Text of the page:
City Staff Recommend 1.95% Tax Increase in 2013
If the preliminary budget floated by Toronto city staff gets approved by council in the New Year, the average Toronto homeowner (with a home valued at $474, 366) will pay just under $50 more in property taxes in 2013.
City staff unveiled a $9.4 billion dollar 2013 operating budget Thursday at city hall recommending a 1.95% residential property tax increase and a 0.65% commercial property tax increase to balance the books.
Mayor Rob Ford had requested an increase of 1.75%.
The budget is contingent on Toronto police meeting the city manager's request to bring in 2013 budgets with a 0% increase, something rejected by police chief Bill Blair. The police services board refused to accept Blair's budget, ordering to him to take another shot at it.
City staff say if the police budget meets the target, the books will be balanced, but if it comes in higher, as much as $21 million dollars in cuts will need to be made.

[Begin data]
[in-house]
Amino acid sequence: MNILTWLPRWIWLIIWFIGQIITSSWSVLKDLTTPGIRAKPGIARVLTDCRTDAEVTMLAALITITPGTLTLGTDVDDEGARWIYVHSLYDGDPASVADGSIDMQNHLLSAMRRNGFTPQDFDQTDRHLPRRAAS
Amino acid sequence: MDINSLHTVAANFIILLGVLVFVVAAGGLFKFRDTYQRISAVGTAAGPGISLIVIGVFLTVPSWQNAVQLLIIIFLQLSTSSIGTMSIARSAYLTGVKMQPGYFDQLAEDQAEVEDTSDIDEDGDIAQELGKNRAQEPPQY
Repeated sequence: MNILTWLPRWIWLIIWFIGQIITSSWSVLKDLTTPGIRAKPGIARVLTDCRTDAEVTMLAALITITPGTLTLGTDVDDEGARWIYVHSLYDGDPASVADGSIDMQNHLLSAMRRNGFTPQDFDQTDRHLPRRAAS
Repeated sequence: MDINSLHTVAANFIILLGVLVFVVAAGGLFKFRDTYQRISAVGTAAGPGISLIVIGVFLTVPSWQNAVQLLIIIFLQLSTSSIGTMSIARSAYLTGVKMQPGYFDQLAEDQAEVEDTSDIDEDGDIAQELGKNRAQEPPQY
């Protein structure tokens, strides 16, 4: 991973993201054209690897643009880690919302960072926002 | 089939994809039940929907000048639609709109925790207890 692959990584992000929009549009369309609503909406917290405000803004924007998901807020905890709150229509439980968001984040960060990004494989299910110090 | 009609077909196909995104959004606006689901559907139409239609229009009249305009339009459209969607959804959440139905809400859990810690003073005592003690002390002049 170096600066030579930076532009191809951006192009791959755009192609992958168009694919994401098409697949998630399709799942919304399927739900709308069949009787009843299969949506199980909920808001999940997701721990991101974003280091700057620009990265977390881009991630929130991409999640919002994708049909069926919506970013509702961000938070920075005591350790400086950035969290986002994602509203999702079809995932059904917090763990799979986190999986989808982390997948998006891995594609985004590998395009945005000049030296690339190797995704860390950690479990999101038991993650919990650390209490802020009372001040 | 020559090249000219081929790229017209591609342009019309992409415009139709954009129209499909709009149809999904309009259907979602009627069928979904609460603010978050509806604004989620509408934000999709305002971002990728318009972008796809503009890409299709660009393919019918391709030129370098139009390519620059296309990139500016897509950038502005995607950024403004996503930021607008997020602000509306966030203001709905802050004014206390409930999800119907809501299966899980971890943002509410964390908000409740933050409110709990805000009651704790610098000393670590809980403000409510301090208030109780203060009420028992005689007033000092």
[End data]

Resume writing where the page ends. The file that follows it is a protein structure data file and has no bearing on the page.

The budget includes more than $10 million dollars in cuts to Fire Services through staff reductions and re-organizing and restructuring. That will mean an elimination of 91 front-line fire fighter positions, although those positions are currently vacant. There will also be a loss of 14 vacant support staff positions.
City staff outline just under $7 million dollars in efficiency savings found in Parks, Foresty, and Recreation and savings of just over $100, 000 by eliminating funding for the Global Aids Initiative.
The city also launched it's capital budget and plan over 10 years (2013-2022) which includes spending more than $500 million dollars on repairs to the Gardiner Expressway, chipping away at a $626 million dollar repair backlog.